A case involving the iconic luxury handbag designer Mulberry has looked at the law around discrimination on the grounds of a rather unusual philosophical belief.

Ms Gray worked as a market support assistant for Mulberry and had access to some of Mulberry’s designs before they were launched to market. Mulberry asked Ms Gray to sign a copyright agreement, assigning the copyright to Mulberry for all works she made during her employment. This is standard practice where an employer and its employees are creating intellectual property. Understandably Mulberry wanted to protect its new designs before they were launched.

Ms Gray refused to sign the agreement and told HR that this was because it interfered with her own work as a writer and film-maker. She believed that the wording of the agreement might cover her artistic activities away from work.

Mulberry said that it was not interested in gaining copyright over Ms Gray’s personal work and were only interested in copyright over work which related to its business. Mulberry amended the copyright agreement to make this clear. Ms Gray felt that the wording was still too general and open to interpretation and refused to sign it. Mulberry dismissed Ms Gray for her refusal to sign the agreement.

Ms Gray brought an employment tribunal claim against Mulberry. She argued that her dismissal was indirect discrimination under the Equality Act 2010 on the grounds of her philosophical belief which was “the statutory human or moral right to own the copyright and moral rights of her own creative works and output.” Ms Gray had never told Mulberry of this belief or said that this was the reason for her refusal to sign the document. She was unsuccessful in the tribunal and appealed.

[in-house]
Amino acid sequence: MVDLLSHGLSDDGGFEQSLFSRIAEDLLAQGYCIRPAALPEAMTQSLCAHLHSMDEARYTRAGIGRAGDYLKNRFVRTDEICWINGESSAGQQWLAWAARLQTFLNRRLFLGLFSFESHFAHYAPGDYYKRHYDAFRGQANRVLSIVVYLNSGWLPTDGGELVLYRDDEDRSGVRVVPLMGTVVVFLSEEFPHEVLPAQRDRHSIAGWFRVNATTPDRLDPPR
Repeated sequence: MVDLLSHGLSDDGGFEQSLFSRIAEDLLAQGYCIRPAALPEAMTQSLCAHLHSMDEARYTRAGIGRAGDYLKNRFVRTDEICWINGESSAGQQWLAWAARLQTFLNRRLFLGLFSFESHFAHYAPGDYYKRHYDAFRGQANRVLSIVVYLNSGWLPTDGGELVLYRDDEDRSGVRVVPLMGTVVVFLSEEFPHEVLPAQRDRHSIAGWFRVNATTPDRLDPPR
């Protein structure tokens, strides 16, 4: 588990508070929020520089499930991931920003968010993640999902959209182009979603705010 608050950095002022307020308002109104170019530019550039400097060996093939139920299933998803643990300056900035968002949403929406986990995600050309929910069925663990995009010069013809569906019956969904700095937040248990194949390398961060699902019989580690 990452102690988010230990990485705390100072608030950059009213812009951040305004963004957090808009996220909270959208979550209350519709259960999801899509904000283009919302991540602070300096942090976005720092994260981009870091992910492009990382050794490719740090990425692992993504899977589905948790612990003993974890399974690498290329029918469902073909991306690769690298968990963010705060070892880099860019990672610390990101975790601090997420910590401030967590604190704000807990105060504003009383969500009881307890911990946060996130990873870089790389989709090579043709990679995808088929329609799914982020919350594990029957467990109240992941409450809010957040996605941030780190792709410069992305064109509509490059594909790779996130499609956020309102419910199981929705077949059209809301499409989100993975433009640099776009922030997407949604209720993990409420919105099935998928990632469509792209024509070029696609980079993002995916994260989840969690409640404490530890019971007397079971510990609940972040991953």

In a decision that will come as a relief to employers, the EAT has dismissed the appeal. The EAT acknowledged that each person is at liberty to hold their own beliefs, however irrational or inconsistent they may seem to some.

However, the EAT decided that as Ms Gray had done nothing in relation to her employment that amounted to an expression or manifestation of her belief, she had not met the legal test required to obtain protection under the Equality Act. She had not told Mulberry of her belief or that it was the reason for her refusal to sign the agreement. Instead she had only indicated that she was concerned about losing control of the copyright to her private work and her own commercial interests.

There needs to be an intimate link between an employee’s belief and the act or omission in question – here, the refusal to sign the agreement. Ms Gray’s refusal could have been for any number of reasons, none of which had anything to do with her philosophical belief.

Interestingly, the EAT also found that Ms Gray would be unsuccessful in an indirect discrimination claim anyway as she was unable to establish any group disadvantage - she was the only person who held the particular belief. Importantly, Mulberry’s actions were also justified as a proportionate means of achieving a legitimate aim – the protection of its intellectual property.

This is a common sense decision for employers trying to protect their intellectual property. However the case is apparently being appealed, so we may receive further guidance on this unusual area in time.